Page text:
By Alex Myers
Golf Channel analyst Brandel Chamblee lists Tiger Woods as his favorite for player of the year, describing what Woods has been able to do this year as "extraordinary." But Chamblee also said he's "never seen a player vary week to week in every facet of the game as I have Tiger Woods."
So what's the problem? Among other things, Chamblee thinks it's a case of paralysis by analysis.
"I think he's got way too much going on," said Chamblee during a conference call previewing the final two FedEx Cup Playoff events. "It's a very complicated golf swing that he's trying to work on, that much fold, shaft lean, the down and the up that he has, the excessive down, the excessive up; you know, his driver might as well be a dead mackerel wrapped in newspaper at the moment. It's just awful watching him hit that golf club, just awful. It's really fun to watch guys like (Graham) DeLaet and (Henrik) Stenson and Adam Scott drive the golf ball. So yes, I definitely think Tiger Woods is overcoached."
Chamblee thinks Woods is just one of many examples of PGA Tour players relying too much on their instructors. He made special note of DeLaet's recent success, calling it "refreshing" due to the lack of coaching the Canadian receives.
"I'm just absolutely flabbergasted watching that guy hit golf balls. He's never had a golf lesson. His father showed him how to hold a golf club and then he just went about it himself. He leads the tour in total driving and he leads the tour in ball-striking," Chamblee said of DeLaet. "A few years ago it was Bubba Watson leading the tour in greens in regulation, and similarly he's never had a golf lesson. These two guys are proof that not only can you compete on the PGA Tour without an entourage, but you can be one of the best or if not the best tee to green."
Chamblee -- never one to pull a punch when it comes to assessing Woods' game or his instructor, Sean Foley -- was very critical of Woods' practice session during last month's PGA Championship. In particular, he couldn't believe Foley had Woods working on a drill in which he tucked a glove into his armpit just a week after he blew away the field at the Bridgestone Invitational. Chamblee described it as "ridiculous" and compared it to Michael Jordan getting tips on how to shoot a free throw before an NBA Finals game.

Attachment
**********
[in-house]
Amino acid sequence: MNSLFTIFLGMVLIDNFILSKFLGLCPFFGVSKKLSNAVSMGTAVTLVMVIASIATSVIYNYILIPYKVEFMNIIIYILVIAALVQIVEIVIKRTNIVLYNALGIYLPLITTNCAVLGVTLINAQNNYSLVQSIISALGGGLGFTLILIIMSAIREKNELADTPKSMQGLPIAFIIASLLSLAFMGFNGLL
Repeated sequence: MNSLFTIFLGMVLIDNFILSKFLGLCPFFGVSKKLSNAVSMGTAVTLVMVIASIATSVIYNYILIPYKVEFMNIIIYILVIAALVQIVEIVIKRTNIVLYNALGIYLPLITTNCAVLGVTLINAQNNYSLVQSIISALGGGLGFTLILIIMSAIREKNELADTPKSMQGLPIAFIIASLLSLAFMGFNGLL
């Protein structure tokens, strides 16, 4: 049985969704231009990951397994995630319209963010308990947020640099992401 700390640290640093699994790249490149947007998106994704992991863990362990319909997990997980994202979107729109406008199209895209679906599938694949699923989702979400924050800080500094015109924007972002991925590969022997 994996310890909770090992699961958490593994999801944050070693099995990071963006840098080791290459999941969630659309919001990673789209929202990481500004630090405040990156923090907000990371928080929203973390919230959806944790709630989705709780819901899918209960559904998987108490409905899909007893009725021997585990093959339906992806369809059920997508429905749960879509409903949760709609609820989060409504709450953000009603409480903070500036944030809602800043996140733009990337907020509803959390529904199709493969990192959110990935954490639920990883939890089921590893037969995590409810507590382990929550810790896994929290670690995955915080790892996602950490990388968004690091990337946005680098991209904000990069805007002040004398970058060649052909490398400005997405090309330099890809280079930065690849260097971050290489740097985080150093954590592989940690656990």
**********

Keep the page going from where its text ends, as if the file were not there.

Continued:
(Foley, a Golf Digest Teaching Professional, currently coaches three of the top 14 players in the world ranking.)
"I watched video of him warming up in the 2008 U.S. Open the other day for about 30 minutes, 40 minutes, and it was just a site to behold, to watch a guy be able to work the ball every direction," Chamblee said. "All nine shots, boom, he had them. And to see how limited he is now, again, all that down, all that up, hands so far ahead. . ."
Johnny Miller also weighed in on Woods' game, saying he feels Tiger still has all the shots, but that internal doubts have him playing too tentatively. It's that careful mindset that has closed the gap between Woods and other players.
"There's a lot of guys on tour that have all the shots, but they just get in their little mini blanket with their thumb in their mouth, and they will just stick with the one that they believe in," Miller said. "Now [Tiger's] basically playing more like everybody else on tour, going with their primary shot and just they are afraid, oh, I might miss it if I try to do this or that."
Miller said Woods has become too reliant on hitting a fade. Chamblee agreed, but says it's more technical than mental.
"He's so bought into this squat down and jump up. It's really hard to hit a draw when you're squatting down and jumping up, because to hit a draw you have to drive your legs down the target line and then you have to chase it with your right shoulder," he said.
And so it went. One question about Tiger Woods can prompt enough discussion to fill 10 golf instruction books. But while all that talk and examination is great for those covering the game's biggest figure, perhaps it's a bit much for a player who has already won 14 majors.